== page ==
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Syria on the brink

By Julie Bishop - posted Thursday, 6 December 2012

There has been a serious escalation in the pressure on Syrian President Bashar al-Assad after US president Barack Obama warned there would be "consequences" if chemical weapons were deployed in the civil war raging in that country.

The Syrian regime is reported to have large stockpiles of chemical weapons based on mustard gas, cyanide and sarin gas.

In the earlier stages of the conflict there were repeated calls for these stockpiles to be secured to prevent them falling into the hands of extremist groups, including al Qaeda and Hezbollah, which make up part of the opposition forces.


The government of Israel was particularly concerned about Hezbollah obtaining such weapons as they would have posed a serious threat from southern Lebanon during any future conflict.

That has changed somewhat in recent months as the Assad regime has suffered a series of major setbacks, including defections and desertions from the senior ranks of the military and political establishment.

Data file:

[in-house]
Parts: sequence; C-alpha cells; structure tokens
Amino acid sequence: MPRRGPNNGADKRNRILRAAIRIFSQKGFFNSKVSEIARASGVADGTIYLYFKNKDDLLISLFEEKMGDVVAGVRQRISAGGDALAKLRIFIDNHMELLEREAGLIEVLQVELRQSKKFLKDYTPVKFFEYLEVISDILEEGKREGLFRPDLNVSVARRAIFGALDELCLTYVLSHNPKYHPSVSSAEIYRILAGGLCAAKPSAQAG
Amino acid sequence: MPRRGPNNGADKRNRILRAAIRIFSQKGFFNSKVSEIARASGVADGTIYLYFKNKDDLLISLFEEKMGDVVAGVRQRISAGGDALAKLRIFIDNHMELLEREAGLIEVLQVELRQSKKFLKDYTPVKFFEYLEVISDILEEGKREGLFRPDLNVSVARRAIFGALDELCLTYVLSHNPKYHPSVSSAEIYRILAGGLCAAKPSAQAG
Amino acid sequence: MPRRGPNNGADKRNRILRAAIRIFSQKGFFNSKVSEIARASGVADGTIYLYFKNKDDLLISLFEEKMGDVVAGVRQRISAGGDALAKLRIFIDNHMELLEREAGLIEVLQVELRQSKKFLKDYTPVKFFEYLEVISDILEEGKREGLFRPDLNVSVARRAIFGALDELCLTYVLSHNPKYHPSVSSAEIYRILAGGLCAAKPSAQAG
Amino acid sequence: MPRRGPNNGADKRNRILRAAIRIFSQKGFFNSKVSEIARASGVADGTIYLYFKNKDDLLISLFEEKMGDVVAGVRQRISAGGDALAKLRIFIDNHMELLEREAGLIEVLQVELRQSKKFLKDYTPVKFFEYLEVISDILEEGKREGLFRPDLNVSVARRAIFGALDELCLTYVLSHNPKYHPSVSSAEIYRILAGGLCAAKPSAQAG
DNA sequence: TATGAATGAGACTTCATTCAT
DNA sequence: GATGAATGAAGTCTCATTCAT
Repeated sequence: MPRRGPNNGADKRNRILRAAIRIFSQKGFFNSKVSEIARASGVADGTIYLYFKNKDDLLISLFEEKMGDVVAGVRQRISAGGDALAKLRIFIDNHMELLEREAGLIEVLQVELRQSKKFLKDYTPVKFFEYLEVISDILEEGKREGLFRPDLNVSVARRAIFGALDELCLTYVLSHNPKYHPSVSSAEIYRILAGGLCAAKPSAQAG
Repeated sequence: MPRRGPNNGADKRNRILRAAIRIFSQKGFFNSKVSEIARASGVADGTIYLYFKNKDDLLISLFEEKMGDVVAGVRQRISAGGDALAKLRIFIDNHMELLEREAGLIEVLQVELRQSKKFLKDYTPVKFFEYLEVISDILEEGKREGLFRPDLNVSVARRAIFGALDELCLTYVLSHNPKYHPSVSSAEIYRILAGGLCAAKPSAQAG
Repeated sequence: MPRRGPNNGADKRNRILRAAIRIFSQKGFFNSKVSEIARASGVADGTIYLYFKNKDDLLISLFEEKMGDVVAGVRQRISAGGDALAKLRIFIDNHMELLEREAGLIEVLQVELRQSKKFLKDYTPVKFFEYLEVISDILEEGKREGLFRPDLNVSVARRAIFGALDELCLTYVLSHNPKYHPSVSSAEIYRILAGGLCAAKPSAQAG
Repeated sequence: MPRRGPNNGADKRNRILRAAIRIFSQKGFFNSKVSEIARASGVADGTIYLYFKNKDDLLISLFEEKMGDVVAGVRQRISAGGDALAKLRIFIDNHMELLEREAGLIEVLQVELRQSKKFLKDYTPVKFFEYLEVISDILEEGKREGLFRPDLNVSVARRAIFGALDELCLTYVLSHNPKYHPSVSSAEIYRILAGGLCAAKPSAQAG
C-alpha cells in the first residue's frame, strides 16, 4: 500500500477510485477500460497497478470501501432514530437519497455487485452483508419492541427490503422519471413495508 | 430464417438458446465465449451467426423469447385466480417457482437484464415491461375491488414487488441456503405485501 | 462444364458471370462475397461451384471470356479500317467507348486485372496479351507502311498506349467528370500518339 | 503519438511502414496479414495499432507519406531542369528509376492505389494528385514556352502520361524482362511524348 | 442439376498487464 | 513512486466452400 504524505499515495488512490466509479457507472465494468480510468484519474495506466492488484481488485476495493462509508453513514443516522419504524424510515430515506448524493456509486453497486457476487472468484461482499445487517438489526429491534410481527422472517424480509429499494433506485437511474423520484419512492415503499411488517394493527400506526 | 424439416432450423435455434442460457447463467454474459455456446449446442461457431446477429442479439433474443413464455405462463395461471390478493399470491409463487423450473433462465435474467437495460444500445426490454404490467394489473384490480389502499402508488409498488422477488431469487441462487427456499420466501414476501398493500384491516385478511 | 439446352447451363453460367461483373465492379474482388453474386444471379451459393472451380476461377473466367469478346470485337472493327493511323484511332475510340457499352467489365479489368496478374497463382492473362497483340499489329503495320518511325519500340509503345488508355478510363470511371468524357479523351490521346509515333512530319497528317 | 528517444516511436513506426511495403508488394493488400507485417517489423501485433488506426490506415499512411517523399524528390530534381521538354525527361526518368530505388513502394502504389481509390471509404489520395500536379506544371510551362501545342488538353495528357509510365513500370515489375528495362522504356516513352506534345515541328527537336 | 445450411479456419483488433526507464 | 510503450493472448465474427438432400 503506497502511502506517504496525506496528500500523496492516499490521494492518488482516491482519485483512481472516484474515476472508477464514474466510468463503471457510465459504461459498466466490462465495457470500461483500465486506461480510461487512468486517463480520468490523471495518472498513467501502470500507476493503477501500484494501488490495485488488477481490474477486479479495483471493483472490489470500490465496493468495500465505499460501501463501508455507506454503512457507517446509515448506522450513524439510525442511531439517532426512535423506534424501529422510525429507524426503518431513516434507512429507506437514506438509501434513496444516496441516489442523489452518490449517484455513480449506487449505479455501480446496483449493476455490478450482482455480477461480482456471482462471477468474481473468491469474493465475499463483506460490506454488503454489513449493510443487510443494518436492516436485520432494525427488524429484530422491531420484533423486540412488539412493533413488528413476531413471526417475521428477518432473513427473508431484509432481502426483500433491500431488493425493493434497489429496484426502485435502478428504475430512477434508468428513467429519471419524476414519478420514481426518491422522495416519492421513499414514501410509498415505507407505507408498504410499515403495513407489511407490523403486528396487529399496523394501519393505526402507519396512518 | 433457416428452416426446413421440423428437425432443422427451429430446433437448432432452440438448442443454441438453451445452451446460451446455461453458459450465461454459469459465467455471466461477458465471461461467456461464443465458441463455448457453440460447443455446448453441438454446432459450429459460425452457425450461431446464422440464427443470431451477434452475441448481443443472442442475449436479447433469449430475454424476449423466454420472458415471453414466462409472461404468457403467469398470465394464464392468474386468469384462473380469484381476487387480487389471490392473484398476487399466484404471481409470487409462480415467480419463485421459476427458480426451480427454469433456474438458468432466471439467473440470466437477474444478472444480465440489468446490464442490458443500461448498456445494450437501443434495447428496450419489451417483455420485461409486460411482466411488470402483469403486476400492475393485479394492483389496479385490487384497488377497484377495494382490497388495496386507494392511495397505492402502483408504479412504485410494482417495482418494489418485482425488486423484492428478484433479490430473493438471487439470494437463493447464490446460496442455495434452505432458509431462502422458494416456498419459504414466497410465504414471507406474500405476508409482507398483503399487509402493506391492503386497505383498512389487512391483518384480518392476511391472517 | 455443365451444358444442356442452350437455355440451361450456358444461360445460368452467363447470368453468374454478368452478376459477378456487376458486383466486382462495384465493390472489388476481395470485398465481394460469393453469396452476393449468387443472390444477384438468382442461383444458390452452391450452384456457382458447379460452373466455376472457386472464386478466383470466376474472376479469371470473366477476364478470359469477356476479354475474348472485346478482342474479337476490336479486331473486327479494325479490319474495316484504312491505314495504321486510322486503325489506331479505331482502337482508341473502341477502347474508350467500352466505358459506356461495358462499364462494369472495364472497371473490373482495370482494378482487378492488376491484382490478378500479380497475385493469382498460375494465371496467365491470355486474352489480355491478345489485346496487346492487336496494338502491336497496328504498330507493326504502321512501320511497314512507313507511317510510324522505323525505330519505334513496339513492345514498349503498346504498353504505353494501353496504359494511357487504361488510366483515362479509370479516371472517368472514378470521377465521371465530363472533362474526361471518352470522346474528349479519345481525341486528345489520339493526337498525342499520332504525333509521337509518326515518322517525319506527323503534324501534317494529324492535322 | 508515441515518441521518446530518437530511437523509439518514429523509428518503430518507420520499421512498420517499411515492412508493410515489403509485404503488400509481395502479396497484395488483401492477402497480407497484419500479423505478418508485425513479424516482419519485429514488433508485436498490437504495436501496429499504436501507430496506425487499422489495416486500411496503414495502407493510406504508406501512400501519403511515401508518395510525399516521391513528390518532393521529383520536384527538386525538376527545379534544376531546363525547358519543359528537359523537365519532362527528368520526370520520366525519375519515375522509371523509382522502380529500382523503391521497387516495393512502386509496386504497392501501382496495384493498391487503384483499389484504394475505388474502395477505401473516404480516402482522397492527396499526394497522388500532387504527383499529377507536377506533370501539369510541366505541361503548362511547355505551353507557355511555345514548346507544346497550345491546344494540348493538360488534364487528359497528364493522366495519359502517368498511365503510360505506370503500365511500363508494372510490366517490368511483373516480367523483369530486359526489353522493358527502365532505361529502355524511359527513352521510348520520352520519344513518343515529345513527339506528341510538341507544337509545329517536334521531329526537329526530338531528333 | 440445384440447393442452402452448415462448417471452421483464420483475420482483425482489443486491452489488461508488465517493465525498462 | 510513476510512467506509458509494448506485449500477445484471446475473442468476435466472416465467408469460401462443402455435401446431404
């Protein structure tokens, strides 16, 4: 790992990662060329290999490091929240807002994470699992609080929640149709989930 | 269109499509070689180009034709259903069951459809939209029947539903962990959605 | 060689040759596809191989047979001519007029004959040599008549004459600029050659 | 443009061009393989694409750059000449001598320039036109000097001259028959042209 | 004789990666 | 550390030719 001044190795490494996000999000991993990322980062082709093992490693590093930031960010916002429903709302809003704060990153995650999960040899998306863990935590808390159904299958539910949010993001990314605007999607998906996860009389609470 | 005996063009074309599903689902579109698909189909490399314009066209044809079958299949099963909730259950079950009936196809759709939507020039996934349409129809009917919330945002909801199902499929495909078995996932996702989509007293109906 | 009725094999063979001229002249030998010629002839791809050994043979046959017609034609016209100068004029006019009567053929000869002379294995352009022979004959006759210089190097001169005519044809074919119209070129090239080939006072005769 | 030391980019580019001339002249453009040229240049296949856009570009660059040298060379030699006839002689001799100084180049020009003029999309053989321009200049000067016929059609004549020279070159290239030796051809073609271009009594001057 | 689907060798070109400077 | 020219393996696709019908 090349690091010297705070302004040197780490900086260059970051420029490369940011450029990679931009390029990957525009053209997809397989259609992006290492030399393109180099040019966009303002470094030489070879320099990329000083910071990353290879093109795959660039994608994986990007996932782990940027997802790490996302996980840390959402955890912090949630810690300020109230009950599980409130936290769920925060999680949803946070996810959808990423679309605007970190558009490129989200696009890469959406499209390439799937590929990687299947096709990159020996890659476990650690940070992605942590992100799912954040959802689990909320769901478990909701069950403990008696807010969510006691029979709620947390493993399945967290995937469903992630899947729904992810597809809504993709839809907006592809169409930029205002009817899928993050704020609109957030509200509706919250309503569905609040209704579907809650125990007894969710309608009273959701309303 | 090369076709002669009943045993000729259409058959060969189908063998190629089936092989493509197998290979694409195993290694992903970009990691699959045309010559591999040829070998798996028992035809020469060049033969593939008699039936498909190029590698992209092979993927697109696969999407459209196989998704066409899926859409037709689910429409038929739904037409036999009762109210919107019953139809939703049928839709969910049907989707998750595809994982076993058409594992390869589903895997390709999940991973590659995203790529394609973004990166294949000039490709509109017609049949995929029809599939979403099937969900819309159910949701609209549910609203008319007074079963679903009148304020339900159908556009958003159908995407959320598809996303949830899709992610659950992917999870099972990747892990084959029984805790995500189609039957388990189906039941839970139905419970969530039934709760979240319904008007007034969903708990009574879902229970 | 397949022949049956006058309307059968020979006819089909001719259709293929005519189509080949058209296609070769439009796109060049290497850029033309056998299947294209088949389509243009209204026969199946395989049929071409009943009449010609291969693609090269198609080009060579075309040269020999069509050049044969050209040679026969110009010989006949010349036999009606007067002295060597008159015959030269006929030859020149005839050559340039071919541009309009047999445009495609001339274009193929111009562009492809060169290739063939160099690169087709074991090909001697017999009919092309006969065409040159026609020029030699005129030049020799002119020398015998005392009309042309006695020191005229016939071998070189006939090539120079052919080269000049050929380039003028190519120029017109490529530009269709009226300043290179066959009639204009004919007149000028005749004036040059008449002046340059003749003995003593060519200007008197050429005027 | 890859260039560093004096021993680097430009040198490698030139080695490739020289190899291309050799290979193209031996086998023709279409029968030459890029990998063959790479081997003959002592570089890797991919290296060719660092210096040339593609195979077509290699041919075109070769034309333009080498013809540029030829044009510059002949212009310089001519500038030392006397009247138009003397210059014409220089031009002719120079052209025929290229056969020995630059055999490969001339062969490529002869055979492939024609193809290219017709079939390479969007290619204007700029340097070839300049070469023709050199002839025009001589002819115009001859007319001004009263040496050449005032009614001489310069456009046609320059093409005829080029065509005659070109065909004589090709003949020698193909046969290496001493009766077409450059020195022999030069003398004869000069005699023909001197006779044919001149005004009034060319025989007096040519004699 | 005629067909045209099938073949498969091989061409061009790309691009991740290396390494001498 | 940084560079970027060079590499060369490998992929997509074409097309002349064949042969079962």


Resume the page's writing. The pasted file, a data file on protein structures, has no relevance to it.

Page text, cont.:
The momentum of the battle appears to be currently in favour of the so-called rebel forces, with regime forces on the defensive and conceding major strategic and territorial positions.

President Obama warned President Assad this week that "The use of chemical weapons is and would be totally unacceptable, and if you make the tragic mistake of using these weapons there will be consequences and you will be held accountable."

Secretary of State Hillary Clinton also warned the regime against the temptation of using such weapons. 

This is a red line for the United States. I am not going to telegraph in any specifics what we would do in the event of credible evidence that the Assad administration has resorted to using chemical weapons against their own people. But suffice it to say we are certainly planning to take action if that eventuality were to occur.


There are also reports that the military forces of Jordan, Turkey and Israel have been put on high alert at the prospect of direct intervention in Syria should chemical weapons be used.

This sets the stage for a dramatic escalation of the conflict should the regime in its desperation deploy these terrible weapons.

In this environment, the reckless recent suggestion by Australian Foreign Minister Bob Carr that President Assad be assassinated could hardly have come at a more sensitive time.

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About the Author

Julie Bishop is the Federal Member for Curtin, Deputy Leader of the Opposition and Shadow Minister for Foreign Affairs.

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